| >even got scolded for scuffling at toy stores in hopes of snagging one.
        | >
        | >More than 20 million CPKs have come out of the patch to be adopted, not
        | >bought. (Adoption is a legal process in which adults agree to raise
        someone
        | >else's child as their own.) A CPK adoption costs about the same today as
        in
        | >1983 -- $29.99. There's nothing fancy about the dolls: no batteries, no
        | >computer chips, no ability to eat or cry -- just the adoption papers for
        | >each doll.
        | >
        | >One modern twist is that CPK parents now can use the Internet to download
        | >the papers and change their kid's name. And there's more diversity,
        | >including black and Latino dolls "to better reflect the world around us,"
        | >said Al Kahn of 4 Kids Entertainment, which helped give the dolls new
        life.
        | >
        | >No two Cabbage Patch offspring are the same. "They literally are all
        unique,
        | >whether it is the addition or removal of a dimple or . . . a hair color,"
        | >Kahn said.
        | >
        | >Farkas, who is 49, bought her first CPK "for my daughter when she was 13.
        | >She is 33 now" and lets her mom baby-sit the doll. Farkas keeps it -- and
        | >her 299 other CPKs -- on floor-to-ceiling shelves in her home in
        Wisconsin.
        | >
        | >"We really are one big happy family. And for me, the attachment . . . was
        | >that they really looked like they needed care."
        | >
        | >Some Cabbage Patchers do just fine on their own. In 1985 a doll named
        | >Christopher Xavier flew on the space shuttle, the first CPK in space! And
        in
        | >1992 some of the kids became official U.S. mascots at the Olympic Games
        in
        | >Barcelona, Spain.
        | >
        | >More important than this celebrity stuff, said Jay Foreman of doll-maker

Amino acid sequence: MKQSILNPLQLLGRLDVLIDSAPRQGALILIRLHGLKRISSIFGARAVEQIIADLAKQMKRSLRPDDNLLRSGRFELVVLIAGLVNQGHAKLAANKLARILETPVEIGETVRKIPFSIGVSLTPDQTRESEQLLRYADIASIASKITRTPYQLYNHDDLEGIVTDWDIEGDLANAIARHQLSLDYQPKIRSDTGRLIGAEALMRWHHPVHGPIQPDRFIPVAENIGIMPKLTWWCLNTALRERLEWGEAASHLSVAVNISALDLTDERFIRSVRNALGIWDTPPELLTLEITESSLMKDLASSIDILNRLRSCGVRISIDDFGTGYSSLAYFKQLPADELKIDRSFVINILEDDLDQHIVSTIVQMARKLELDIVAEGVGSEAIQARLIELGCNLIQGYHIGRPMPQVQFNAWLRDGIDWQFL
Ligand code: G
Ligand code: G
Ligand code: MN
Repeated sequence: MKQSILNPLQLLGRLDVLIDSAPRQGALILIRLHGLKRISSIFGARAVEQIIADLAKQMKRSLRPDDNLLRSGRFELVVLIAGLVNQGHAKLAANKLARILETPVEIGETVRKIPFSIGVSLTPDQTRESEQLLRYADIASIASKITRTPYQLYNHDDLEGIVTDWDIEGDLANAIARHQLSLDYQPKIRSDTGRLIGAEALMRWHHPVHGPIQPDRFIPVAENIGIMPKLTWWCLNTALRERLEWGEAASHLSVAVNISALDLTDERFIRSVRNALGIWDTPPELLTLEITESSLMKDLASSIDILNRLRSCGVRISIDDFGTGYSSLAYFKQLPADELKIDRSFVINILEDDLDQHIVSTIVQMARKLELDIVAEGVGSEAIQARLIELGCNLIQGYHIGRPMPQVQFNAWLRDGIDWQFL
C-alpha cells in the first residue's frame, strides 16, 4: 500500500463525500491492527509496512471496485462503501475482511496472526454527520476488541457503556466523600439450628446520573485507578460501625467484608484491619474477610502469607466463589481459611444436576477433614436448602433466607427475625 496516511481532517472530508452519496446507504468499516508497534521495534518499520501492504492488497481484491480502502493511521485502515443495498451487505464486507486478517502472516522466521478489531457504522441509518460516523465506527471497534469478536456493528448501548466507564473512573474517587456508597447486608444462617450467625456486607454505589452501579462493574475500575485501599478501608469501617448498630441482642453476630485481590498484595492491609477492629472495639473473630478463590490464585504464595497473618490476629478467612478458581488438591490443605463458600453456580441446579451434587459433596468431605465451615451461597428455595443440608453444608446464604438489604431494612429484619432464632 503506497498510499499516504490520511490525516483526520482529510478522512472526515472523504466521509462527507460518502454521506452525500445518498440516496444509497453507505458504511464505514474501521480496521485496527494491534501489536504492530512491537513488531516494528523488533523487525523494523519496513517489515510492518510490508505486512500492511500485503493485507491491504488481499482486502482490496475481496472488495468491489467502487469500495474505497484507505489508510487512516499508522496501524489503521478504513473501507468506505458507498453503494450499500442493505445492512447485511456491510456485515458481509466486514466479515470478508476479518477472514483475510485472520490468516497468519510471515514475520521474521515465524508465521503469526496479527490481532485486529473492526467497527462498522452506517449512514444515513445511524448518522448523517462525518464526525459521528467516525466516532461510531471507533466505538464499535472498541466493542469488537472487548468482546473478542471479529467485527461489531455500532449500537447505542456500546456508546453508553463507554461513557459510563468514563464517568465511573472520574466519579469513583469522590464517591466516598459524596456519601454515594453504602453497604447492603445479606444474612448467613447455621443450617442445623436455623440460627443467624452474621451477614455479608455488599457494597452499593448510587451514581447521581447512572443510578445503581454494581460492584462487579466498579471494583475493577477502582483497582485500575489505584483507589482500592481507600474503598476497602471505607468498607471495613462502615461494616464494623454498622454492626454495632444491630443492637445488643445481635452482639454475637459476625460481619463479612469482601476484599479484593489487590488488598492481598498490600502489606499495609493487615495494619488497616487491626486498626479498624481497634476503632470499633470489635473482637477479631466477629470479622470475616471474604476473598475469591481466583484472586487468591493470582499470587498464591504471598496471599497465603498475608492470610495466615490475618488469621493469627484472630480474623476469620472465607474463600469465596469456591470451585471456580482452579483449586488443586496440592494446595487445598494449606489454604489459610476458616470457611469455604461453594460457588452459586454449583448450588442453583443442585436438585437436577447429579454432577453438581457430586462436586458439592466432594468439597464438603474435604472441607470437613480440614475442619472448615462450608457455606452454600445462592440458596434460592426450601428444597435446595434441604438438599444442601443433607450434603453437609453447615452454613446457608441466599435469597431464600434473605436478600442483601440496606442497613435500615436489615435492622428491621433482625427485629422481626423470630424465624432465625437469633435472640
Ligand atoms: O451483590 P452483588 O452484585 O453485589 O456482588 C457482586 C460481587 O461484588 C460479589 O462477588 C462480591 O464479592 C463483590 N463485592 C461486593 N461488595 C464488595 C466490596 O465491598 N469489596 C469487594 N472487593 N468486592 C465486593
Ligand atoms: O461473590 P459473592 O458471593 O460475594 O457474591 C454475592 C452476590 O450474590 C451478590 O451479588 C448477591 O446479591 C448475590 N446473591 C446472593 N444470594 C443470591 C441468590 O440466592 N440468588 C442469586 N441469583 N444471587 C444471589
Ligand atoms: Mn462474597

| >Play Along toys, Cabbage Patch Kids have helped make adoption a normal
        part
        | >of life. And, he said, because children pledge to take good care of the
        | >dolls, they get "a little extra sense of responsibility."
        | >
        | >-- Milwaukee Journal Sentinel
        | >
        |
        | Am I going to get kicked out of the bitter adoptee club? I have no
        problem
        | with Cabbage Patch Kids. I don't know why, but the whole adoption thing
        with
        | them doesn't bother me.
        | Kathy, born Renee Karyn Racine
        | Reunited Adoptee

        I loved them. I begged and begged and got one for Christmas (ok I was 15).
        I didnt even have it a year before I abandonded the poor thing and ran off
        with my boyfriend to get married. I havent seen it since then ;-(
        --
        BaD *** Me


        Comment


        • #5
          Cabbage Patch Kids Have Familiar Feel


          "BaD *** Me" <[email protected]> wrote in message
          news:[email protected]

          sniop
          I loved them. I begged and begged and got one for Christmas (ok I was 15). I didnt even have it a year before I abandonded the poor thing and ran off with my boyfriend to get married. I havent seen it since then ;-(
          You got married when you were 16?
          --
          ---------
          Robyn
          Resident Witchypoo
          #1557


          Comment